Daffodils on cue for major show

00:43, Aug 23 2011
SPRINGING UP: Egmont Village School pupils Chelsea Tyler, left, Georgia Dey, Summer Wilkins and Brianna Keightley-Trigg, all 12, are all smiles as they lie among the new season's daffodil blooms.
SPRINGING UP: Egmont Village School pupils Chelsea Tyler, left, Georgia Dey, Summer Wilkins and Brianna Keightley-Trigg, all 12, are all smiles as they lie among the new season's daffodil blooms.

Taranaki was blanketed in snow just a week ago but the first signs of spring are beginning to make their mark.

The daffodil beds of Manaia and Egmont Village have added a splash of colour to the countryside, the tui's familiar song is being heard in the bush-clad hillsides of New Plymouth and lambing has begun.

And following two stunning days of sunshine, strollers and cyclists returned to the coastal walkway as the country sat under a huge anticyclone likely to remain the dominant weather feature for a couple of days yet.

Egmont Village School pupils have, however, noticed the storm has affected this year's daffodils.

"They are all patchy and droopy and a lot of them haven't grown at all. They are usually really bright and yellow but it isn't like that at all this year," said Georgia Dey, 12.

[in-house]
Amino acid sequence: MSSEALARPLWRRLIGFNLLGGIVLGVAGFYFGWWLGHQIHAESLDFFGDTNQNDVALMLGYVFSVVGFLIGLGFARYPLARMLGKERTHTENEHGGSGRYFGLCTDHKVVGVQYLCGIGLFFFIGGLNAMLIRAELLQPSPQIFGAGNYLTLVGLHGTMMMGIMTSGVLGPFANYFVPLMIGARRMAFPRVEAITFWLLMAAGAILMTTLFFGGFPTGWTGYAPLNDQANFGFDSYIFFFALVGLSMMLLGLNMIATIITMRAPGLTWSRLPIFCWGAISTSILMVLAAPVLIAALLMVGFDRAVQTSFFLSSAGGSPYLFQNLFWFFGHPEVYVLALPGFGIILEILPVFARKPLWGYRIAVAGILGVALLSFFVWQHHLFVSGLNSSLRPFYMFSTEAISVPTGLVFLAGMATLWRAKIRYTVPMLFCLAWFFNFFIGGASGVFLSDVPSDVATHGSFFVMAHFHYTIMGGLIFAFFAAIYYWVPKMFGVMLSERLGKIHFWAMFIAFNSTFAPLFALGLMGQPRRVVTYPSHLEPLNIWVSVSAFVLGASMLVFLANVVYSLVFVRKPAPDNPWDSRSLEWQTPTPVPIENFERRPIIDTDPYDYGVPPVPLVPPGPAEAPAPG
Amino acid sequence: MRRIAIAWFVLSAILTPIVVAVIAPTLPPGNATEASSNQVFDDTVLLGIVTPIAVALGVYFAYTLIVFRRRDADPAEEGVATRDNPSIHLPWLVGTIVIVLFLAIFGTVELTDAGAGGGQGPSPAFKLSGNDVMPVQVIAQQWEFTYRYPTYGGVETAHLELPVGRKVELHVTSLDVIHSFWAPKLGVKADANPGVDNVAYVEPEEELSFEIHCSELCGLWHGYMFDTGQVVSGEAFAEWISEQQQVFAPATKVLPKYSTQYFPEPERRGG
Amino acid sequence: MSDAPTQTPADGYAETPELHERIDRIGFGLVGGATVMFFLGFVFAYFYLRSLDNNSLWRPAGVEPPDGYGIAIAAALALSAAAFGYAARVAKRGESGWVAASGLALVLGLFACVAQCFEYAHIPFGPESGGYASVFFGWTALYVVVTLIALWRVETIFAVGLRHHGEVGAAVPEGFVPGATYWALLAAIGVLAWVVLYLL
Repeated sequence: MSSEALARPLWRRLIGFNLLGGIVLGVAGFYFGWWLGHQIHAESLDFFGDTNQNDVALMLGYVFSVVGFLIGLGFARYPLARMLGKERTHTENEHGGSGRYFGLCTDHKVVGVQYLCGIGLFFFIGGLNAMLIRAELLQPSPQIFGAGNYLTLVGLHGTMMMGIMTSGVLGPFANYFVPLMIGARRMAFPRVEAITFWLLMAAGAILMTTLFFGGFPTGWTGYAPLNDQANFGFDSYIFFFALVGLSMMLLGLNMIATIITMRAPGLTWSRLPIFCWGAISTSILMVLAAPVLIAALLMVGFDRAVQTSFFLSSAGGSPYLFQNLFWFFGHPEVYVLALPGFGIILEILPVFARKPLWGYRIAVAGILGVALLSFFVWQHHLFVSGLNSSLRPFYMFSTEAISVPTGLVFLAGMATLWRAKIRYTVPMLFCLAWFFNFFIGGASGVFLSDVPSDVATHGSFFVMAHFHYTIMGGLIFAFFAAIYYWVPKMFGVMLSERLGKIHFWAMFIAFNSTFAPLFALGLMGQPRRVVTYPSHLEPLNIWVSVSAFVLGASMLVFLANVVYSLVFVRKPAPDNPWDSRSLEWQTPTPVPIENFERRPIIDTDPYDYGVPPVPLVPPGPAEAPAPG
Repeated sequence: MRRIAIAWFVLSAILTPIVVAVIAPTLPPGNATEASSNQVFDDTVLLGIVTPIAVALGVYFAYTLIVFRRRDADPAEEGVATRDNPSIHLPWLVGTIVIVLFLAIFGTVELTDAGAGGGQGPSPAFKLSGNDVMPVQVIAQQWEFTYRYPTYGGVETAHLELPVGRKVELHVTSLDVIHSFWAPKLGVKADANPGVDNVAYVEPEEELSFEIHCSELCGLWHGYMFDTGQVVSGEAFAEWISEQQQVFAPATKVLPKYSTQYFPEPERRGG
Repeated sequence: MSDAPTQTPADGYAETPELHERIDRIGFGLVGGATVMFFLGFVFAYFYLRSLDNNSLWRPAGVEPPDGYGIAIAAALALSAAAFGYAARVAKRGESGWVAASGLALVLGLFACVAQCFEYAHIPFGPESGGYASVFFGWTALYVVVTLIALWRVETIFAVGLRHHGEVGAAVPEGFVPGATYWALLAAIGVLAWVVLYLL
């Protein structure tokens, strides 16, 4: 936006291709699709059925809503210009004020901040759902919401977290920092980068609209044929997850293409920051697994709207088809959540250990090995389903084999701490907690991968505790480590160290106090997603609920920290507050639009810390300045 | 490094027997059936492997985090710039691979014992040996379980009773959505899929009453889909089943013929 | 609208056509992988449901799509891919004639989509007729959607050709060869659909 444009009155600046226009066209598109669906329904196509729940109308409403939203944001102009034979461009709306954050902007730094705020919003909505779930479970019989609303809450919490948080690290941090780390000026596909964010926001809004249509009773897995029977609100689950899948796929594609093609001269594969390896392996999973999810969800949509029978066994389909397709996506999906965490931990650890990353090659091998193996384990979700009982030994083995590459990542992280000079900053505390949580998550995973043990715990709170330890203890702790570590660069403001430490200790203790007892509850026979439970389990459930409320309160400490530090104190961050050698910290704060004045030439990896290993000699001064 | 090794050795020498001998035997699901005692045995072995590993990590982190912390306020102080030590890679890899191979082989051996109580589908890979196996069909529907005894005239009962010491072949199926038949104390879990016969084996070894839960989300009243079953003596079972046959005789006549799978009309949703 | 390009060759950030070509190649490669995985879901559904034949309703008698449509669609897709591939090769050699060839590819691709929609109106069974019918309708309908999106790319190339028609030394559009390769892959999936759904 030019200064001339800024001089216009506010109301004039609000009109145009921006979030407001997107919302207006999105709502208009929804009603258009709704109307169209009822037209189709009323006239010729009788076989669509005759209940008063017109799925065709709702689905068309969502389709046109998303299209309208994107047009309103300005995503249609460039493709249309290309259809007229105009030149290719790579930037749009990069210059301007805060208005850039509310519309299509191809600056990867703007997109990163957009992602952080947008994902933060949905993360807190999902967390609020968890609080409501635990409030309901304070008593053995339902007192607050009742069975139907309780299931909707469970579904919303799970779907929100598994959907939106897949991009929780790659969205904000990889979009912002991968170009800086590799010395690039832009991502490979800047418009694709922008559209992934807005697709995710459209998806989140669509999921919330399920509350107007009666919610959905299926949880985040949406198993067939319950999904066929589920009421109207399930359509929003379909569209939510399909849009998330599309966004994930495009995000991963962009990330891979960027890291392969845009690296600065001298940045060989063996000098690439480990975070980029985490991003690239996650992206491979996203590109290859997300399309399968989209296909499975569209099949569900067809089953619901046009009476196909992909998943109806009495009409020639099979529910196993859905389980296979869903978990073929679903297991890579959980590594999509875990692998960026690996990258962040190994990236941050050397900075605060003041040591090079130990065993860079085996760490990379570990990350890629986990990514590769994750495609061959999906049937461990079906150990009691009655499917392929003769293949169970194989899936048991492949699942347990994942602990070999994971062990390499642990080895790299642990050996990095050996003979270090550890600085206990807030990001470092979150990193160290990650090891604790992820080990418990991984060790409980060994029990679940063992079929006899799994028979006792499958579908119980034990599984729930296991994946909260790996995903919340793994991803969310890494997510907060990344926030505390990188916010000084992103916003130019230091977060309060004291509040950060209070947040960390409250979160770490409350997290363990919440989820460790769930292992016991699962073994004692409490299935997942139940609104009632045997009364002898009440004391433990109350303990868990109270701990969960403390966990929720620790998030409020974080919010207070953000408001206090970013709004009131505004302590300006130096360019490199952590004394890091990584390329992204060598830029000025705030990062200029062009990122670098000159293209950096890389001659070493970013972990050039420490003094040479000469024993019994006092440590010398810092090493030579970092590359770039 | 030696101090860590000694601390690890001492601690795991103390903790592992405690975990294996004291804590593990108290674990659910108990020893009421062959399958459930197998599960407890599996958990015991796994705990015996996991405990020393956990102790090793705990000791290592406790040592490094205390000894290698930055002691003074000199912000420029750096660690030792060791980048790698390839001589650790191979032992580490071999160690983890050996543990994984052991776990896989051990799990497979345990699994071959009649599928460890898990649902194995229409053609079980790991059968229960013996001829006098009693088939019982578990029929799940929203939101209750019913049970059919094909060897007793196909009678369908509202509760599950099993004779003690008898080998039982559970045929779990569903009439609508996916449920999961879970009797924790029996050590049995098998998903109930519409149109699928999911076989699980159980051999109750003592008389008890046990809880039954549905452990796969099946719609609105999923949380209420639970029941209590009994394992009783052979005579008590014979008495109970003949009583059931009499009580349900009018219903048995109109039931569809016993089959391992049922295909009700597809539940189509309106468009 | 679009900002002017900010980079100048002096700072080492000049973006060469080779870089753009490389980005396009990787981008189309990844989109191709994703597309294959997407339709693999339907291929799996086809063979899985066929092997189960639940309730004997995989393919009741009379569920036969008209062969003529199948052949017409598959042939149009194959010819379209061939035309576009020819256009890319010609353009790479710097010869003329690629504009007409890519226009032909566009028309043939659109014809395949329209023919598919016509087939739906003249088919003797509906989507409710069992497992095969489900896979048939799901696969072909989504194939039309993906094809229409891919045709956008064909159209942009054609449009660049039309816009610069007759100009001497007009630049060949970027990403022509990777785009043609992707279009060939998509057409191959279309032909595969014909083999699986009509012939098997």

Taranaki growers are keeping a keen eye on their blooms ahead the 85th annual North Island Daffodil Show to be held in Hawera next month, only the second time in the event's history.

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Organiser Spud Brogden said the cold weather has slowed the growth of his daffodils.

"The weather has been an issue because the snow cools the ground and stops the flowers from growing as quickly as they usually do."

Although his flowers were not as bright as he'd like, Mr Brogden said the show would be as spectacular as ever with more than 40 exhibitors from out of town.

The Taranaki Cancer Society says its supply of fresh flowers for Daffodil Day on Friday have not been affected by the recent cold snap as they are coming from the South Island.   Rebecca Gibson is a Witt journalism student

Taranaki